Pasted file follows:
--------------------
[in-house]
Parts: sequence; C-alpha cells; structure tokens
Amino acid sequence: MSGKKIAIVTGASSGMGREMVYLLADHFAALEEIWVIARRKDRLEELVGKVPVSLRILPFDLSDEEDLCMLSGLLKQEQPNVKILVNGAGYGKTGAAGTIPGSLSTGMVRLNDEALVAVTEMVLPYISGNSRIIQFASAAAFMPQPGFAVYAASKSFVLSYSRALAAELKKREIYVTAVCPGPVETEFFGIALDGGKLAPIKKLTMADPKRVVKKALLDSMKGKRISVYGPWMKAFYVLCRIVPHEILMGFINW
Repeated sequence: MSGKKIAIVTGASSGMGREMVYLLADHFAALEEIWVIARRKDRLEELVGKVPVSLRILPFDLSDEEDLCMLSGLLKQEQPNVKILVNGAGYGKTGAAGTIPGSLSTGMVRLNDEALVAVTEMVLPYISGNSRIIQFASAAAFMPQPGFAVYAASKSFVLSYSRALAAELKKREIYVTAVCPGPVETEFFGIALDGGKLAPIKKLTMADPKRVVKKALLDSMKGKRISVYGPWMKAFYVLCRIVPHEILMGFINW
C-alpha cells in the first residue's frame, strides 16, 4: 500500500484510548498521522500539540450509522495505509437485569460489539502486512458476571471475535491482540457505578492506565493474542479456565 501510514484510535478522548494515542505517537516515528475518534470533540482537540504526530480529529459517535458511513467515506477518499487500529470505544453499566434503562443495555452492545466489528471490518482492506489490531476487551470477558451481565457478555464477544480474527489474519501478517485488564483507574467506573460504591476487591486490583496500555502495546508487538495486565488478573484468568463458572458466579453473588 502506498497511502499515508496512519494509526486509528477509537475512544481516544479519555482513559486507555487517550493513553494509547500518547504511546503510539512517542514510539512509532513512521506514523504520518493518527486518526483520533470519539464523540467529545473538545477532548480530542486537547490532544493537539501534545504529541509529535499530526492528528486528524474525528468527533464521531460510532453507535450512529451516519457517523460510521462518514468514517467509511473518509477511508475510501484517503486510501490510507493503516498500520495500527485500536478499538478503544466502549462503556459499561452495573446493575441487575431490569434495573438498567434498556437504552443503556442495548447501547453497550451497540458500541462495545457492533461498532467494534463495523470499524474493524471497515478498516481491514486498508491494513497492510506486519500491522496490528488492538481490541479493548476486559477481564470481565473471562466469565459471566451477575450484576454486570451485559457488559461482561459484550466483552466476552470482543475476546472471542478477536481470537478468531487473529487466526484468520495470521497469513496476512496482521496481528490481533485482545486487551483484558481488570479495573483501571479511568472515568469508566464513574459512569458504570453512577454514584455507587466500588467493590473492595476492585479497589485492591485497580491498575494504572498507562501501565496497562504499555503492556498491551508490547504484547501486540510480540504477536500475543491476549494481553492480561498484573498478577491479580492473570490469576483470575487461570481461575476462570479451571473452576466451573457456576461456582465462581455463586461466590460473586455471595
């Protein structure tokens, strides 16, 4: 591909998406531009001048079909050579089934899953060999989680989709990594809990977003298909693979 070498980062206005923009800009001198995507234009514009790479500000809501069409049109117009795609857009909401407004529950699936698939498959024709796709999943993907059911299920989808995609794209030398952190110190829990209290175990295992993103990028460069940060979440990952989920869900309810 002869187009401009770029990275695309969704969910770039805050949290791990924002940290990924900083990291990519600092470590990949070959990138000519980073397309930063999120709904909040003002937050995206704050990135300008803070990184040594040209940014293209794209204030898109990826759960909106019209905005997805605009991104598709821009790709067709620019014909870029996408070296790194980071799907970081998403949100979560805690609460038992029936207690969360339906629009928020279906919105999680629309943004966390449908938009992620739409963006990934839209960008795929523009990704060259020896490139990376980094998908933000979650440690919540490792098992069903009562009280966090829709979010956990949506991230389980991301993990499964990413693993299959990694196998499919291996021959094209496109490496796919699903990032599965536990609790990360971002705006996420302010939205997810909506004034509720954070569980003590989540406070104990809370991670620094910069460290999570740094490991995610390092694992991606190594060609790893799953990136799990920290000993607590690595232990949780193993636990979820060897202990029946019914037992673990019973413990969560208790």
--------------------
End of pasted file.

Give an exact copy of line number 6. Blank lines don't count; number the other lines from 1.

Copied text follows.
């Protein structure tokens, strides 16, 4: 591909998406531009001048079909050579089934899953060999989680989709990594809990977003298909693979 070498980062206005923009800009001198995507234009514009790479500000809501069409049109117009795609857009909401407004529950699936698939498959024709796709999943993907059911299920989808995609794209030398952190110190829990209290175990295992993103990028460069940060979440990952989920869900309810 002869187009401009770029990275695309969704969910770039805050949290791990924002940290990924900083990291990519600092470590990949070959990138000519980073397309930063999120709904909040003002937050995206704050990135300008803070990184040594040209940014293209794209204030898109990826759960909106019209905005997805605009991104598709821009790709067709620019014909870029996408070296790194980071799907970081998403949100979560805690609460038992029936207690969360339906629009928020279906919105999680629309943004966390449908938009992620739409963006990934839209960008795929523009990704060259020896490139990376980094998908933000979650440690919540490792098992069903009562009280966090829709979010956990949506991230389980991301993990499964990413693993299959990694196998499919291996021959094209496109490496796919699903990032599965536990609790990360971002705006996420302010939205997810909506004034509720954070569980003590989540406070104990809370991670620094910069460290999570740094490991995610390092694992991606190594060609790893799953990136799990920290000993607590690595232990949780193993636990979820060897202990029946019914037992673990019973413990969560208790």